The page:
[3] This was the sentence imposed by the trial judge in open court. We note, however, that both the judgment and order of probation of 24 August 1972 and the amended judgment and order of probation of 14 February 1973 reflect conviction on only the possession count, and impose revocation of the hunting license and forfeiture of the aircraft as special conditions of probation. The record shows that the jury returned a guilty verdict as to both counts, and Graybill does not dispute conviction for both possession and attempted transportation. The trial judge carefully considered the form by which he imposed sentence in court. We must remand the case to allow entry of judgment, pursuant to Alaska R. Crim.P. 36 concerning clerical mistakes, in accordance with the sentence actually imposed in open court. Therefore, we do not reach the issue of whether forfeiture of an aircraft could validly be imposed as a special condition of probation.

[4] In superior court Graybill challenged the modification of his probation order to include specifications as to which aircraft was to be forfeited. His argument there was that AS 16.05.900 provides for penalties of up to $1,000 fine and six months imprisonment, but that section does not provide for forfeiture of the aircraft. Forfeiture is provided for in AS 16.05.190, which provides:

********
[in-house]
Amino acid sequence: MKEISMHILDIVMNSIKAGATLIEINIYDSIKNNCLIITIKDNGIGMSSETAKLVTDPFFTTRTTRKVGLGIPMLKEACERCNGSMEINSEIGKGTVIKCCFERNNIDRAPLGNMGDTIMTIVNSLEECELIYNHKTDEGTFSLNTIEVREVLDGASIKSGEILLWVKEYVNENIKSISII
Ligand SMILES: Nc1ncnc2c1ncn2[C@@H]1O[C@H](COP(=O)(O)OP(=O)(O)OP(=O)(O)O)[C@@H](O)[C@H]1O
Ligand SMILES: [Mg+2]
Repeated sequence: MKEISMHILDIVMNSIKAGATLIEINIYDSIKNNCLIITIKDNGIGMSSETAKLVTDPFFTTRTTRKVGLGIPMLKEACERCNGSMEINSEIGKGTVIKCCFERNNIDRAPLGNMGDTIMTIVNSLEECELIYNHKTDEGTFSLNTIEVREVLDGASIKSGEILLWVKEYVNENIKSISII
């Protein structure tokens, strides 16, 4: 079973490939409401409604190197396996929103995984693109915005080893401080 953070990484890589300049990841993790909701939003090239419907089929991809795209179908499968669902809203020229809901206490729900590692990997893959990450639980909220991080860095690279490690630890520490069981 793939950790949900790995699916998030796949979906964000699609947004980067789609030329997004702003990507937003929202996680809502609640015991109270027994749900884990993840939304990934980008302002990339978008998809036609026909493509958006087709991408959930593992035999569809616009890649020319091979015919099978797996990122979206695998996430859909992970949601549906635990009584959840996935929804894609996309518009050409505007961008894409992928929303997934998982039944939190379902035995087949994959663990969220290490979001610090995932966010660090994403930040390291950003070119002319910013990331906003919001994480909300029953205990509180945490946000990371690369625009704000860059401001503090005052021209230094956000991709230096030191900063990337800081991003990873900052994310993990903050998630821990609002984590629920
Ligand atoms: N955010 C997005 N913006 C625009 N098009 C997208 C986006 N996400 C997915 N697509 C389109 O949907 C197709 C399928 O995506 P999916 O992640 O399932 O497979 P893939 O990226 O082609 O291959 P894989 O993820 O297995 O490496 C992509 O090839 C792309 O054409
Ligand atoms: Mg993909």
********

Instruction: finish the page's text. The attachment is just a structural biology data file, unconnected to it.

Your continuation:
"Guns, traps, nets, fishing tackle, boats, aircraft, automobiles or other vehicles, sleds, and other paraphernalia used in or in aid of a violation of this chapter, or rule or regulation of the department may be seized under a valid search, and all fish and game, or parts of fish and game, or nests or eggs of birds, taken, transported, or possessed contrary to the provisions of this chapter, or rule or regulation of the department shall be seized by any person designated in § 150 of this chapter. Upon conviction of the offender or upon judgment of the court having jurisdiction that the item was taken, transported, or possessed in violation of this chapter or rule or regulation of the department, all fish and game, or parts of them are forfeited to the state and shall be disposed of as directed by the court... . Guns, traps, nets, fishing tackle, boats, aircraft, or other vehicles, sleds, and other paraphernalia seized under the provisions of this chapter, or rule or regulation of the department, unless forfeited by order of the court, shall be returned, after completion of the case and payment of the fine, if any."

[5] Graybill v. State, 522 P.2d 539 (Alaska 1974).

[6] 48 U.S.C. § 192 et seq.

[7] AS 16.05.900(a) provided in part:

"A person who violates §§ 830, 870-895, or 920 of this chapter or any rule or regulation promulgated under this chapter is guilty of a misdemeanor and, upon conviction, is punishable by a fine of not more than $1,000 or by imprisonment for not more than six months, or by both... ."

[8] See note 2, supra.